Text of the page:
Earning social justice influence – “capital” if you will – is a serious motivator in today’s society. These players easily earn that capital by delaying a playoff game in the name of justice.
But do they really care about saving black lives? Do they care about the carnage in the black community within arm’s reach of the arena in which they play?
250 vs. 7,500
The leading cause of death in too many impoverished African American communities is homicide. Which is not at the hands of the police.
There are over 800,000 police officers employed by roughly 18,000 agencies in the country. They interact with citizens over 300,000,000 times a year in the United States.
In 2019, law enforcement officers shot and killed approximately 13 unarmed black males across the country. In the Kenosha case it appears as though Mr. Blake was not unarmed. He had a knife and could have, if the knife was in his possession, turned around and stabbed the officer trying to control him faster than LeBron James could turn around and hit a jump shot.
Approximately 250 African Americans were shot and killed by police officers, annually, between 2015-2019.
250! And most of those shootings were justified and necessary.
In 2019, of all the murders in the United States, over 7,500 of the victims were black! 7,500 is more than 50% of all the homicide victims in the entire country even though African Americans represent only 13% of the population.
As a recap: Approximately 250 African Americans were killed by police (most legally justified) vs. 7,500 murdered. 250 is 3% of 7,500.
While one bad shooting by a police officer is one too many, the numbers in comparison should be examined if saving black lives truly is the goal. The Baltimore Sun ran a piece in April, Homicide is a ‘devastating plague’ on black communities, and it is time we stop ignoring it.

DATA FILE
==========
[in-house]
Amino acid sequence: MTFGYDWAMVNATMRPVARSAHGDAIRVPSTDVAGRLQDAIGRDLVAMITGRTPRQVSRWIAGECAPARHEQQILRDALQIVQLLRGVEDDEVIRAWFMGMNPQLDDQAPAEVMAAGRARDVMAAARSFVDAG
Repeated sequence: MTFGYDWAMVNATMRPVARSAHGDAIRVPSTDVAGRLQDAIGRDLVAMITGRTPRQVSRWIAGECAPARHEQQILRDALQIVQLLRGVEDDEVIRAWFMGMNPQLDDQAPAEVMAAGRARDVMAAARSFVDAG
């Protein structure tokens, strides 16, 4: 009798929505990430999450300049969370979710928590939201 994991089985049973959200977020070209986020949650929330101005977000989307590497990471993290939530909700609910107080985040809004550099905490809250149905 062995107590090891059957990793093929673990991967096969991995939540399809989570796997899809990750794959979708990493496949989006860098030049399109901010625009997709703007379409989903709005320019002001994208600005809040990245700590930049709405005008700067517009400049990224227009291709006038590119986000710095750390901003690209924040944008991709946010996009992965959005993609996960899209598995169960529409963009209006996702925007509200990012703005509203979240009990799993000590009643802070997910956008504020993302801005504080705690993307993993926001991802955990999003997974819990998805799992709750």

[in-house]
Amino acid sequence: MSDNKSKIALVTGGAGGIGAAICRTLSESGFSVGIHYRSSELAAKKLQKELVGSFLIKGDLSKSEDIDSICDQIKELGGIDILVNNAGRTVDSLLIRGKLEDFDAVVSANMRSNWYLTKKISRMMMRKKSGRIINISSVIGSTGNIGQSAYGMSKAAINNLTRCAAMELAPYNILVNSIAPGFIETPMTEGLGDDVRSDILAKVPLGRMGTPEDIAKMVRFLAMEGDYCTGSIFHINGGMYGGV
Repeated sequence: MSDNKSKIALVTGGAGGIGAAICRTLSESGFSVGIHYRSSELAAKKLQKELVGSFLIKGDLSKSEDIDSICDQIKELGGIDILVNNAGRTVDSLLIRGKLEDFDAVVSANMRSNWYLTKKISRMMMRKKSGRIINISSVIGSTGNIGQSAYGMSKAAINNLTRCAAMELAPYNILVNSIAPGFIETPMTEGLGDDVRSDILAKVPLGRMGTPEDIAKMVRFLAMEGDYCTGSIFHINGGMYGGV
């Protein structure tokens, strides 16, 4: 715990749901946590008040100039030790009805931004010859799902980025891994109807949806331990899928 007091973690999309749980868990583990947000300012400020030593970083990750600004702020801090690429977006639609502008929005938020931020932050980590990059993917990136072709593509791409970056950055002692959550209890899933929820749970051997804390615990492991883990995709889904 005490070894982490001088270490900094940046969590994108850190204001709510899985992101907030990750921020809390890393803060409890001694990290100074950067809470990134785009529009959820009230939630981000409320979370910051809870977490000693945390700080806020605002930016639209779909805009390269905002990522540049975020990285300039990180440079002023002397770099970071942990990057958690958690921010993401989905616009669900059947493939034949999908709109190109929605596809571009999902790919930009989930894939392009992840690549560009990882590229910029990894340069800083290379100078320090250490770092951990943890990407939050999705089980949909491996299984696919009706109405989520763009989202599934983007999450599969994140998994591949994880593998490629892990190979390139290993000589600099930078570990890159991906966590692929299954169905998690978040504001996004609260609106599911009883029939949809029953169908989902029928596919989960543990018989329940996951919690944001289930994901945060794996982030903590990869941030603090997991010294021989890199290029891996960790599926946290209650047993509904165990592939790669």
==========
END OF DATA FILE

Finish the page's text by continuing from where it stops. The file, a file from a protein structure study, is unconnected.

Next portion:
Calibre Press teaches officers how to avoid uses of force that are, in fact, avoidable. For decades we have shown videos of police officers making mistakes, using poor judgement, utilizing ineffective tactics. Our purpose? To learn from those missteps and save both officer and citizen lives.
The only way to do that is to focus on reality and address the true systemic failings in law enforcement. Which is that police officers are poorly trained in most agencies. Tactics aren’t discussed or practiced enough. And the realities of how acute stress impacts decision making is ignored.
Why those failures?
Not enough manpower. Not enough money. Dysfunctional focus on the part of many administrations and politicians. Avoiding liability rather than chasing success and becoming proficient in tactics takes a back seat to bureaucratic priorities.
Change needs to happen!
Another thing that Alex Lasry said about the protests and the choice of the NBA stars’ decision to sit out was, “The stand taken today by the players and org shows that we’re fed up. Enough is enough. Change needs to happen.”
So, I have a suggestion for the professional athletes who are protesting and are wanting to make changes that will benefit the African American community. Start with the harsh reality of what is happening in the communities impacted by violence.
Give up your California mansions and move into those dangerous neighborhoods in Milwaukee. Be an ever-present example for these kids. Show them what success is and how to achieve it.
I doubt many, if any of the Milwaukee Bucks actually live full time, year-round in Milwaukee. If they do, they don’t reside in the neighborhoods most impacted by violence and crime.
Invest in those communities financially. Invest in them personally. Sit on your front porch and be an outspoken, approachable positive influence. Explain how violence is not the answer. Spend your off season coaching and mentoring them. Afford them the opportunities they may not be getting now.
Start charity organizations that can be run by the people in the neighborhoods with you playing an integral part. Make that your job when you’re not playing basketball for millions of dollars. Use those millions to pay those willing to put in the effort. Show them that effort is worth it.
Or you can just take an extra day off, call it a protest, play the game tomorrow and still get paid.
Ask yourself a question NBA players: Are you serious?